How Does a Printer Ink Cartridge Work?January 23, 2010 No Comments
For quite some time now, people have been using inkjet printers but do you know the technology behind printer ink cartridges?
The fad on inkjet technology started when Canon developed and introduced their bubble jet technology in the market. This technology is different from the then-widely-used dot matrix printing technology because it makes use of a drop-on-demand inkjet printing method. In this inkjet printing method, a very small heater is installed in the cartridge to heat the liquid ink and turn it into ink vapor bubble. This will then eject the ink drops from the nozzle and onto the paper. Hence, the name “bubble jet” was coined by Canon to refer to this new printing technology.
Hewlett-Packard (HP), not willing to give up their throne as the print industry leader, also independently developed and released a similar inkjet printing technology. They called this “thermal inkjet” in reference to the function of the small heater in the cartridge. Thermal inkjet became the driver and leading technology behind HP’s popular inkjet line of printer models.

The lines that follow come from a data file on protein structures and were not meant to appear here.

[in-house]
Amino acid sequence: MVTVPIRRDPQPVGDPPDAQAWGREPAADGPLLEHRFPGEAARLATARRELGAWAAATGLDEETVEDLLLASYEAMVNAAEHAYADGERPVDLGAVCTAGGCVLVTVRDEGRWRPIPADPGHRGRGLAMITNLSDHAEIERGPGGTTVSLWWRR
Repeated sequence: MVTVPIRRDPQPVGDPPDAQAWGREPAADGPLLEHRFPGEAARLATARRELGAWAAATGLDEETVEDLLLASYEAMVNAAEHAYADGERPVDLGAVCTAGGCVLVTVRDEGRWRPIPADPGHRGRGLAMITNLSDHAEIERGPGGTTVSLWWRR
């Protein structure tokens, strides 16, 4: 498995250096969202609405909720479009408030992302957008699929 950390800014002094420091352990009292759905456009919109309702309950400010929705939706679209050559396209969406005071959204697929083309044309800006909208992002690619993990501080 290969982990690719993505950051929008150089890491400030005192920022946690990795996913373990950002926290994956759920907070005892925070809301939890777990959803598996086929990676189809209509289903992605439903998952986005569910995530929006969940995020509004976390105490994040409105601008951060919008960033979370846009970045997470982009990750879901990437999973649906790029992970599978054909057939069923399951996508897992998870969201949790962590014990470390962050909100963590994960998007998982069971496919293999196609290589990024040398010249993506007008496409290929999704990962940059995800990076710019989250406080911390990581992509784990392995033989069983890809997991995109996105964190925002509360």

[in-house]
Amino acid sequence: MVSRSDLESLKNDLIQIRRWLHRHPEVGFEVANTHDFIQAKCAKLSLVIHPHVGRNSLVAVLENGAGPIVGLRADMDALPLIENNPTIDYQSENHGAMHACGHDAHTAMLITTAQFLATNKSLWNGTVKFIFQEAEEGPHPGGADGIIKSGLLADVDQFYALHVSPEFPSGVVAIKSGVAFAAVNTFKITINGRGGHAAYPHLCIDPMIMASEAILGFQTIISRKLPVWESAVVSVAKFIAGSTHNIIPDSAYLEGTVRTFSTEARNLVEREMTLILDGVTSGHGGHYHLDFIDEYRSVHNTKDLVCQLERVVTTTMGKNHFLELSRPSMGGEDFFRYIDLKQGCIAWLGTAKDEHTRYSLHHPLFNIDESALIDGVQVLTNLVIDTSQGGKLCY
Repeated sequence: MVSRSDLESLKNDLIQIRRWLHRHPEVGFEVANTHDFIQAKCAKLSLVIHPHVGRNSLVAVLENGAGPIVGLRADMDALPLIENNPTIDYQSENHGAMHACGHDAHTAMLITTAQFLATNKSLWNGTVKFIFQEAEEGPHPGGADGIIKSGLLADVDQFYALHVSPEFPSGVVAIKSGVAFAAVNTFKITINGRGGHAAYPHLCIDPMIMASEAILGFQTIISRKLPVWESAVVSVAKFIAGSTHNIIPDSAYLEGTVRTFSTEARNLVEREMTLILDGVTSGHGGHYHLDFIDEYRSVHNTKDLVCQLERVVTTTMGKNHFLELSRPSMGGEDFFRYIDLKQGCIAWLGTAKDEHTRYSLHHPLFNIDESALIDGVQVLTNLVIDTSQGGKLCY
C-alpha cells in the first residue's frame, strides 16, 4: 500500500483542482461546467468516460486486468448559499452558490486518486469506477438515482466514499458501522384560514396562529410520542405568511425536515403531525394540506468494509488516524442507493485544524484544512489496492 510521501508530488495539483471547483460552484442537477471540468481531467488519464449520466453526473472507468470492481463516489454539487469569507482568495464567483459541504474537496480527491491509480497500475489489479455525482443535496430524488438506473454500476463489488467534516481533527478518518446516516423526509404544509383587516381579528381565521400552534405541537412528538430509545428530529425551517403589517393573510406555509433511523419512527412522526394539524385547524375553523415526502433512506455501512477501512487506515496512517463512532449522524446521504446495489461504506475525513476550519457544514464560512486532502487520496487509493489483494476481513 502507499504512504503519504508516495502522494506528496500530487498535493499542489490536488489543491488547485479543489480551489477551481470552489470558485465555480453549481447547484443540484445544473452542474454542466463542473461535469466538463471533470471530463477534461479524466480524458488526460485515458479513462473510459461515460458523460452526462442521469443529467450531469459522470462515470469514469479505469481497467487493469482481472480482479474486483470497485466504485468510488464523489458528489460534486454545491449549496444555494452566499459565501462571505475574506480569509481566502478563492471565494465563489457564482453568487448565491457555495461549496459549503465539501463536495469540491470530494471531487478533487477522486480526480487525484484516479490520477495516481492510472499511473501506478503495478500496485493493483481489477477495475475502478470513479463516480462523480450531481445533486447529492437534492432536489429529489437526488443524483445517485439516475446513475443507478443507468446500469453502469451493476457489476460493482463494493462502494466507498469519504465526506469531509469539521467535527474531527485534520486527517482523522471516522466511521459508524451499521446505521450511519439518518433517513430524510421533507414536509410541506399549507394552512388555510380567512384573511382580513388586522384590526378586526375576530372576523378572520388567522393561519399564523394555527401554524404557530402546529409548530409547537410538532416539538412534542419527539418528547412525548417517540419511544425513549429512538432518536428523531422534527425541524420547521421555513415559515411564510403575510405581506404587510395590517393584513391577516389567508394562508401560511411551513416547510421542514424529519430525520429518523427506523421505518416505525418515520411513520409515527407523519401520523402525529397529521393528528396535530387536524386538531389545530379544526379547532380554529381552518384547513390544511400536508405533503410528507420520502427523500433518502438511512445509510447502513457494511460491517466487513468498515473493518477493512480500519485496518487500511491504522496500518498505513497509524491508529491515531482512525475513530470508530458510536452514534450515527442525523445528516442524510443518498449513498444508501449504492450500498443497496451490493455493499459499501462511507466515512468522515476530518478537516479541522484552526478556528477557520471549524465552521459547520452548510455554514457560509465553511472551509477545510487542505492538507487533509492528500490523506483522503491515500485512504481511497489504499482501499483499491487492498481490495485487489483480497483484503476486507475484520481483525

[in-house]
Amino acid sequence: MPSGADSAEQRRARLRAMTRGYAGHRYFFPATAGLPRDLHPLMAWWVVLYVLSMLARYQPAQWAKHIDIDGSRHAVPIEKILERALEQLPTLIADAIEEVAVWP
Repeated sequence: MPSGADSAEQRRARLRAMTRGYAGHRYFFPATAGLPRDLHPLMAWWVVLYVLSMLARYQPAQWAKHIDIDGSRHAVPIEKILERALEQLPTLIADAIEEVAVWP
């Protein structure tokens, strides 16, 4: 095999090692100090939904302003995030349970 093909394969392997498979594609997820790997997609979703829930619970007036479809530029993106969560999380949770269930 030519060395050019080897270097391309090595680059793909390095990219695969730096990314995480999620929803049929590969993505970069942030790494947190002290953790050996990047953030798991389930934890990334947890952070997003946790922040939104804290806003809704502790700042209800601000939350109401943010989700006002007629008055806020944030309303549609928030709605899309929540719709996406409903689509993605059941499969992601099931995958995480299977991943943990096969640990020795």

Technically, inkjet or bubble jet printing technology also makes use of the serial printing process similar to that of dot matrix printers. In dot matrix printing, small pin-like devices are installed in vertical columns to “prick” on the ribbon cartridge and produce the printouts. The same is true for inkjet printing. Serial inkjet printers have print heads wherein a number of nozzles are arranged also in vertical columns. The printing process is the same as that of dot matrix printers.
The print head serves as the engine of the printer. In some cases, it is included in the cartridge while some print heads are built in the printer unit (not in the cartridge). The print head contains hundreds of small and somehow fragile nozzle assemblies. Each nozzle assembly includes a tiny ink chamber, a resistor that controls the flow of ink, walls or tiny bridge-like structures that the flow of the ink in the right direction and a nozzle plate with a hole from which the ink will be sprayed to the paper.
After each time the nozzle fires ink, a new supply of ink will automatically flow into the chamber, stored there temporarily for the next use or printing. When the computer (usually through the printer driver) tells the printer to print, the copper circuits installed at the end of the ink cartridge will relay a message to the nozzle’s resistor. The resistor will then heat the ink supply in the chamber, enough to cause the ink to expand ands to force a drop of it through the nozzle to the paper.
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